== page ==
Years of training and studying all led to a tense but joyous moment Friday morning for nearly 180 future doctors in the graduating class of the David Geffen School of Medicine at UCLA.
Match Day was finally here.
As the clock hit 9 a.m. — at the same time as thousands of their peers across the country — UCLA medical students began tearing into acceptance envelopes, eager to learn where they will spend the next three to seven years in residency or advanced training programs. Shouts of excitement erupted throughout Irma and Norman Switzer Plaza as the aspiring physicians shared their news with the friends, family members and UCLA faculty who had gathered to celebrate the culmination of a demanding program, made all the more challenging by the COVID-19 pandemic.
“You’ve spent most of your medical school training facing the additional challenges of a global pandemic,” said Dr. Steven Dubinett, interim dean of the Geffen School of Medicine. “I want to acknowledge your resilience and thank you for your compassion, collaboration and flexibility that helped unite the school around our shared mission and values during your four-plus years here.”
For some Bruins, the next step in their professional journeys will be far from Los Angeles, but one step closer to realizing the dream of serving their communities.
Irrawaddy Lamouth, whose parents fled the Cambodian genocide and resettled in Long Beach, is headed to a residency in psychiatry at University of Washington. Having conducted mental health research in Cambodia during medical school, she hopes to ultimately help Cambodian communities in Southern California and abroad address their unique mental health needs, including by improving the community’s perceptions of mental health treatment.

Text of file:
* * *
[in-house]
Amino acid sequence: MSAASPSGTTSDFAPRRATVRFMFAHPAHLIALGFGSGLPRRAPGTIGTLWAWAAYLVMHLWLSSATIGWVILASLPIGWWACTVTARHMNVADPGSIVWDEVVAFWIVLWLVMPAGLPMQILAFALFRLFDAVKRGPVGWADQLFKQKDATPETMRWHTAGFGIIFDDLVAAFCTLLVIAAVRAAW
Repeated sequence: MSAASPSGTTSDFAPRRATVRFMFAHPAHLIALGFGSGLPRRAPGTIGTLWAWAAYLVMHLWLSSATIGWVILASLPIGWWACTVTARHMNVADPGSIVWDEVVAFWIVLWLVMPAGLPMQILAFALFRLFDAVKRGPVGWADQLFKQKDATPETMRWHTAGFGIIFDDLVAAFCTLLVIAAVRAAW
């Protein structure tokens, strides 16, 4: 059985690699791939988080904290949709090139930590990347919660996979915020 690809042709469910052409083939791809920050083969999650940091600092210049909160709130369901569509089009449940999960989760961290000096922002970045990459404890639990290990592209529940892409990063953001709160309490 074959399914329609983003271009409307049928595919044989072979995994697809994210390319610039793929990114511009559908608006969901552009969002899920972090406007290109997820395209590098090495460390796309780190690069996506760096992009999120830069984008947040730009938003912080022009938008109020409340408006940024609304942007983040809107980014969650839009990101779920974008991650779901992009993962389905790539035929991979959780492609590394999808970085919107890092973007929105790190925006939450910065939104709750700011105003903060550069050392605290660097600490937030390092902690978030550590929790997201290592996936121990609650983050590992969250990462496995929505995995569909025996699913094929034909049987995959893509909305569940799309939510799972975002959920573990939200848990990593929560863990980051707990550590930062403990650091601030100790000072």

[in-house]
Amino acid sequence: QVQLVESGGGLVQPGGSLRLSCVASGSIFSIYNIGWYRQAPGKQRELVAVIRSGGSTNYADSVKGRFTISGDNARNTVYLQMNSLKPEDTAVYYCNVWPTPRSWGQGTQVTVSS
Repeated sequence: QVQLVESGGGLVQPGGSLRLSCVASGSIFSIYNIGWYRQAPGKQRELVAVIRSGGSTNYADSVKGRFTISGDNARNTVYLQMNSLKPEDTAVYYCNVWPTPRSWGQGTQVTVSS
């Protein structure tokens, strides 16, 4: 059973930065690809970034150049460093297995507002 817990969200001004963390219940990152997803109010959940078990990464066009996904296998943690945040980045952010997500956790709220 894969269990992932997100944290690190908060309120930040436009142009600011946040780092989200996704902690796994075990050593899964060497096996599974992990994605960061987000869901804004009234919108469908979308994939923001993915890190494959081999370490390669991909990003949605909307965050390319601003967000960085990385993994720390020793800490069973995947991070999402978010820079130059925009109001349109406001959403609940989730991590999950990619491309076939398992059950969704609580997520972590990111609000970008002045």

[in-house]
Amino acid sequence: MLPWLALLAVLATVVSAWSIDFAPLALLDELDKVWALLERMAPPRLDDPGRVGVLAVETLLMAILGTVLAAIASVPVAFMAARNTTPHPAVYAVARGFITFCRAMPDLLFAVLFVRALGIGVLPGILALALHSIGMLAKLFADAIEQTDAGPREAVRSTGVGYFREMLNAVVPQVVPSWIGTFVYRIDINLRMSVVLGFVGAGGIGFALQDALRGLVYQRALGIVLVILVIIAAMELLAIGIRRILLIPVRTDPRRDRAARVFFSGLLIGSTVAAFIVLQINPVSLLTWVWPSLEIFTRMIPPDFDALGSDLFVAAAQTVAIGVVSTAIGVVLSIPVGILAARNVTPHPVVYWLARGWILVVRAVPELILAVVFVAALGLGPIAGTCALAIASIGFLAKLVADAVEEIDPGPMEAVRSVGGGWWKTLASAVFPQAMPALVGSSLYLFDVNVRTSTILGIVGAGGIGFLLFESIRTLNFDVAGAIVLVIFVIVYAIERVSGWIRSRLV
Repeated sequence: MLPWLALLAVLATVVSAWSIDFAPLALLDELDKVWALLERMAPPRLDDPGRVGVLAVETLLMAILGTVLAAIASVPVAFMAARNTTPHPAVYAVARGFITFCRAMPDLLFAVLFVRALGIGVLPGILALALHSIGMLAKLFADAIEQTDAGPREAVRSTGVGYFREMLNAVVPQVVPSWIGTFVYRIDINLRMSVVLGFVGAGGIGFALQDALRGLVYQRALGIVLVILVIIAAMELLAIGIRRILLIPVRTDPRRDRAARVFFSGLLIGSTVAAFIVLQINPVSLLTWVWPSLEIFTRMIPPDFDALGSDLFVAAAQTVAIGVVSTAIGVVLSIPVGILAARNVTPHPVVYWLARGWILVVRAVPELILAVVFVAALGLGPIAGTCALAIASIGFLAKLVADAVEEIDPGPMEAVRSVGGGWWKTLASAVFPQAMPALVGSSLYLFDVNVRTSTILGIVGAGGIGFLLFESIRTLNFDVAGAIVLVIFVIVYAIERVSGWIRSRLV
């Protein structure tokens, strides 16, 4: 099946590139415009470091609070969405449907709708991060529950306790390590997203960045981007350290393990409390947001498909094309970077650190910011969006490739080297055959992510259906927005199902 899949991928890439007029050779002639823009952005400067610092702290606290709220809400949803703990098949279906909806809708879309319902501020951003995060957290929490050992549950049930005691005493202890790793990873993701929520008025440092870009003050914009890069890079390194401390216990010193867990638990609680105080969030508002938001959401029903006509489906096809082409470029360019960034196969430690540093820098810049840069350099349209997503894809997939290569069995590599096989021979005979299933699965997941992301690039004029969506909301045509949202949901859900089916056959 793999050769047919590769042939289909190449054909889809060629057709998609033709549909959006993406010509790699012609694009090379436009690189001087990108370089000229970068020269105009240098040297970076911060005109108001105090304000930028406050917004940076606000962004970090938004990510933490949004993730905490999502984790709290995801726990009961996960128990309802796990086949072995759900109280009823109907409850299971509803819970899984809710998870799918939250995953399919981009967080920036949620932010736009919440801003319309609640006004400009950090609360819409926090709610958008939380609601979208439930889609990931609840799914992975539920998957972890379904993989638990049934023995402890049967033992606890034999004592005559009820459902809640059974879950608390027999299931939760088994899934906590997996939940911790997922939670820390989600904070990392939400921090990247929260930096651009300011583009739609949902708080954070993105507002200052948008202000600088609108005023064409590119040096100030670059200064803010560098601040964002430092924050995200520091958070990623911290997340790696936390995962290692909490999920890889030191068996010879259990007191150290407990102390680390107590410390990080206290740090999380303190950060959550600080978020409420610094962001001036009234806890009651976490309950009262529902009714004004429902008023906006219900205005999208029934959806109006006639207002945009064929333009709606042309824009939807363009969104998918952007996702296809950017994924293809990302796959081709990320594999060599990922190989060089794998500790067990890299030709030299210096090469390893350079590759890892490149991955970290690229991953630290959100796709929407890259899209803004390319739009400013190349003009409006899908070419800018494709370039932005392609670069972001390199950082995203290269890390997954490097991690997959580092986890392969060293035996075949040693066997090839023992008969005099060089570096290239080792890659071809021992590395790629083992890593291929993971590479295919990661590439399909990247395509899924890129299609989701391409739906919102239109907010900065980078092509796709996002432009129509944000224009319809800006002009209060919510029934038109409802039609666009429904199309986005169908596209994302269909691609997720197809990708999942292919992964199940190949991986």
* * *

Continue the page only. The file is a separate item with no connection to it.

“Within the Cambodian community, psychiatry is still pretty stigmatized,” she said. “There’s a lot of education that needs to be done while being able to address cultural nuances within the community that a lot of Western psychiatrists may not realize.”
Michael Minh Le, whose father escaped war in Vietnam before settling in Los Angeles’ Chinatown, matched at Mount Sinai in New York, where he will begin an anesthesiology residency. Michael worked with underserved communities around Southern California during medical school; he said his interest in anesthesiology is driven by a desire to make surgery less daunting for immigrant and underserved communities.
“Anesthesiology is a specialty that forces you to make immediate, intimate connections with people on arguably one of the scariest days of their life,” he said. “It often reminds me of the leap of faith my father had to take when he left Vietnam.”
Makana Williams, who is staying at UCLA for a residency, said her decision to pursue dermatology as a specialty was partly inspired by the field’s growing efforts to provide better care for patients of all skin types.
“As a woman of color, I am incredibly grateful for the opportunity to help diversify the dermatology workforce,” she said. Williams hopes to serve as a clinician-educator after her residency, so she can mentor future physicians.
Among UCLA’s 2023 medical school graduates, 36% are pursuing primary care and about 30% will train to become surgeons. About two-thirds will remain in the West, with 22% of the class continuing their training at UCLA.